PLAIN DEALER REVIEW
By Linda Eisenstein
From the moment the open harmonies of the nun's
chorus float over the outdoor amphitheater, blending with the sounds
of evening birds, you might suspect that Cain Park might be the
ideal place to experience Rodgers and Hammerstein's amiable evergreen,
"The Sound of Music".
Then director Fred
you to the place where your heart unlocks, then melts: when Scott
Plate as the previously locked-down Captain von Trapp first
hears the clear tones of his offstage children singing the title
song. You watch the play of emotions on his face -- surprise, wonder,
a grief for what has been lost -- and then the transforming moment
where, in a rush of awakened feeling, he adds his gloriously resonant
baritone to the mix. It's pure, transcendent musical theater.
Crafting those revelatory moments -- where a song
becomes not just a song, but a character's motivating force, a decision,
even a spiritual state -- is where Sternfeld and music director
Larry Hartzell combine forces with a fine group of local
actor-singers to make this admirable production shine. The orchestra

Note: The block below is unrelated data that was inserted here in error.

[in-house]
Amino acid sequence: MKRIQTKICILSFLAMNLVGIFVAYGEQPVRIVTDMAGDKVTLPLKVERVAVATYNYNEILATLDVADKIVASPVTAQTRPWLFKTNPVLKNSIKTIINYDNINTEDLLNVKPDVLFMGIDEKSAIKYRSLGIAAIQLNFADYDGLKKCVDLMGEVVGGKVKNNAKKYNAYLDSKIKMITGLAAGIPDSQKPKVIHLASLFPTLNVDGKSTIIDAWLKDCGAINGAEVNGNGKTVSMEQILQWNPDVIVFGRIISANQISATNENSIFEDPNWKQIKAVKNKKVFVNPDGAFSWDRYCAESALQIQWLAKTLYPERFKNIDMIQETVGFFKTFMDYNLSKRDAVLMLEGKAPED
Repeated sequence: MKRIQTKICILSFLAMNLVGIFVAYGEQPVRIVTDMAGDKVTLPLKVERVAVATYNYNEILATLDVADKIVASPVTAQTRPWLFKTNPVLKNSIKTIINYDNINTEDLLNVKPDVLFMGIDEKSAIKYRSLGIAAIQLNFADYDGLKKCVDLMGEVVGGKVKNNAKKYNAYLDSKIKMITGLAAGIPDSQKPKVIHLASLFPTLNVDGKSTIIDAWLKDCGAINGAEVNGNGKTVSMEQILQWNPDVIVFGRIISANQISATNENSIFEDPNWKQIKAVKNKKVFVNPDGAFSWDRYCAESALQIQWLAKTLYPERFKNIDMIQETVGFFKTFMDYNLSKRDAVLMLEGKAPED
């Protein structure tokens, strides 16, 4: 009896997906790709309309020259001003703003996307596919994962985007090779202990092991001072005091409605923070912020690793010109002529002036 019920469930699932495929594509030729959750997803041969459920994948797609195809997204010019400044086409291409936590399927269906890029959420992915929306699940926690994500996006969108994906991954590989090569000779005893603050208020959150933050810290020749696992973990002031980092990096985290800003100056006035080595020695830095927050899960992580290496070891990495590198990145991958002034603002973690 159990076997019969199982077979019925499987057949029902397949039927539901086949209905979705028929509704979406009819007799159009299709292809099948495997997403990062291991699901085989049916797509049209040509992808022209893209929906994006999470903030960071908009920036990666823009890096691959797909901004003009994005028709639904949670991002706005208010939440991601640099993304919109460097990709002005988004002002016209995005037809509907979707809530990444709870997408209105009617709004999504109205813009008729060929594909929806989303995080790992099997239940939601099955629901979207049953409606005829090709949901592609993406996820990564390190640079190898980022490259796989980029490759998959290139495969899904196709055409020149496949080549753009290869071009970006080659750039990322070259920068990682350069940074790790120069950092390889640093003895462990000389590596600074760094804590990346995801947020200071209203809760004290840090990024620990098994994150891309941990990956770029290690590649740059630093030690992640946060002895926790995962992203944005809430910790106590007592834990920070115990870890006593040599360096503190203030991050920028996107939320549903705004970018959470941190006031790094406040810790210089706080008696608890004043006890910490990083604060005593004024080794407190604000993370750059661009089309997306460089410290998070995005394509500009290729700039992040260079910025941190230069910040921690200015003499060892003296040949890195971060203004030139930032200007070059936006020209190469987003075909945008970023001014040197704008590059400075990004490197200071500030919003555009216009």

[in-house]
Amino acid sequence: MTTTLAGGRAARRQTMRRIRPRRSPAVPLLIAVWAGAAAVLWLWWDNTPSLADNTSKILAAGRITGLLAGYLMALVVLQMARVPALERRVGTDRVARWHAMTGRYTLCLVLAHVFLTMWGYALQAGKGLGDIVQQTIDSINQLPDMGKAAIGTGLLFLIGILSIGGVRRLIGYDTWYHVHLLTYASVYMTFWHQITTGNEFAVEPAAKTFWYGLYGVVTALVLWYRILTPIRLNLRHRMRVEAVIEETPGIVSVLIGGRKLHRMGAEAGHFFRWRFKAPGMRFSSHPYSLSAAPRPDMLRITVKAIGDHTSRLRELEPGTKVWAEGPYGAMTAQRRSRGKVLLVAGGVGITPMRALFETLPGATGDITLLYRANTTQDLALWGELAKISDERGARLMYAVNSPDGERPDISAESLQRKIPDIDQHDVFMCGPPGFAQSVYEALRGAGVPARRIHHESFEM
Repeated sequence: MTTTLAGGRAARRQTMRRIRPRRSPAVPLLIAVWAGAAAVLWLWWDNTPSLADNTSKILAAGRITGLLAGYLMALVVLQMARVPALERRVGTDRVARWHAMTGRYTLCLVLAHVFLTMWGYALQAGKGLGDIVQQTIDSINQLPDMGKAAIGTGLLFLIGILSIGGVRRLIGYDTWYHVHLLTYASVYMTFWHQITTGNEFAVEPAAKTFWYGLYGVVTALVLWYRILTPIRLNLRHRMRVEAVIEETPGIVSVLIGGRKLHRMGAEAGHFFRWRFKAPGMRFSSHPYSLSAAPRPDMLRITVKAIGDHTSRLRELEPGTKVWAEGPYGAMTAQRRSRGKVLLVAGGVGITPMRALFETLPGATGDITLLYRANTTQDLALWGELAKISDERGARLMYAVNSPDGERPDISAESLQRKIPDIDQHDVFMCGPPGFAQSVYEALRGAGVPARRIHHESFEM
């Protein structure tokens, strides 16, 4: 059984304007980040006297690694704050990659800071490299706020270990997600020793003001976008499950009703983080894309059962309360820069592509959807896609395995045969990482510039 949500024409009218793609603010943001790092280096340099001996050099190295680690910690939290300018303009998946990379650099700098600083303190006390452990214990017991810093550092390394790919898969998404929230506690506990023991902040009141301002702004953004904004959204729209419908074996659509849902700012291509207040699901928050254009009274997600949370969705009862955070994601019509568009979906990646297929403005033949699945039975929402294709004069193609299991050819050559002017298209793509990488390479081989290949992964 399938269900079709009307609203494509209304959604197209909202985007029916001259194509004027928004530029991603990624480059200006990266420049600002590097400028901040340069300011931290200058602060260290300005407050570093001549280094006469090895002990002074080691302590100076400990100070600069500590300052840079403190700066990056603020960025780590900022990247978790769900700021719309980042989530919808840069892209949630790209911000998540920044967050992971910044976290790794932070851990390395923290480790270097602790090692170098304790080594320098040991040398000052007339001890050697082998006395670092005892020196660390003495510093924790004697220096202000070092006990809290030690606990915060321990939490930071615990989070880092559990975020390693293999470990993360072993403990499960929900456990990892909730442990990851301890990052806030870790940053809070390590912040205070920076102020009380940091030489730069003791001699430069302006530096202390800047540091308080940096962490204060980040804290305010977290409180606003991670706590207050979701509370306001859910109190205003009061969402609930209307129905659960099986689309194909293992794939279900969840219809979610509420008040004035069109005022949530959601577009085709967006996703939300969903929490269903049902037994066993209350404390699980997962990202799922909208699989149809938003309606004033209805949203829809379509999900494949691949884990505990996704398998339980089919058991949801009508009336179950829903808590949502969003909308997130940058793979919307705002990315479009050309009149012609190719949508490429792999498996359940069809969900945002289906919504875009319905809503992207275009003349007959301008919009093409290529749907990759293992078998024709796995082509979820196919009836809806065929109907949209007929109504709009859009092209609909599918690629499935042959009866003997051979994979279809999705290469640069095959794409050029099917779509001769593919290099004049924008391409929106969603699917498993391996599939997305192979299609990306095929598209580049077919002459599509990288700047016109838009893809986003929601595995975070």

sounds terrific, and the piece is impeccably cast with both Equity
and non-Equity talent, down to the smallest roles.
Opposite Plate's deftly underplayed Captain, Jennifer
Goodson plays awkward postulant-turned-governess Maria with
the zeal of a kid-friendly camp counselor. Her sunny, hockey-player
heartiness is in perfect contrast to the elegant, subtle Baroness
Elsa (a splendid Tracee Patterson). Tom Fulton is superb
as the shrewdly opportunistic Max, who engineers the von Trapp's
Festival appearance. The Max & Elsa songs, absent in the movie
version, add tartness and depth to the political dimensions of the
show, especially the canny "No Way to Stop It".
Jennifer Cochran's generous Mother Abbess
has a powerhouse soprano that nails "Climb Every Mountain",
and Jeanne Task is a delightfully disapproving Sister Berthe. Elise
de Roulet's Liesl & Dominic Roberts as her boyfriend Rolf do
a funny "Sixteen, Growing on Seventeen". And the kids
playing the other von Trapp children are cute and disarming, especially
Betsy Hogg's candid Brigitta.
The one production misstep is the addition of two
songs written for the film: the unnecessary, brassy "I Have
Confidence", which sounds like it wandered in from a generic
Streisand vehicle, and the undistinguished love duet "Something
But mainly the show sparkles with a series of beautifully
crafted moments, from a boisterously playful "Lonely Goatherd"
to Plate's exquisitely rendered "Edelweiss". If you've
only experienced "The Sound of Music" through the Julie
Andrews film or tacky tours, this production will be an welcome
Originally published in the Plain Dealer, June,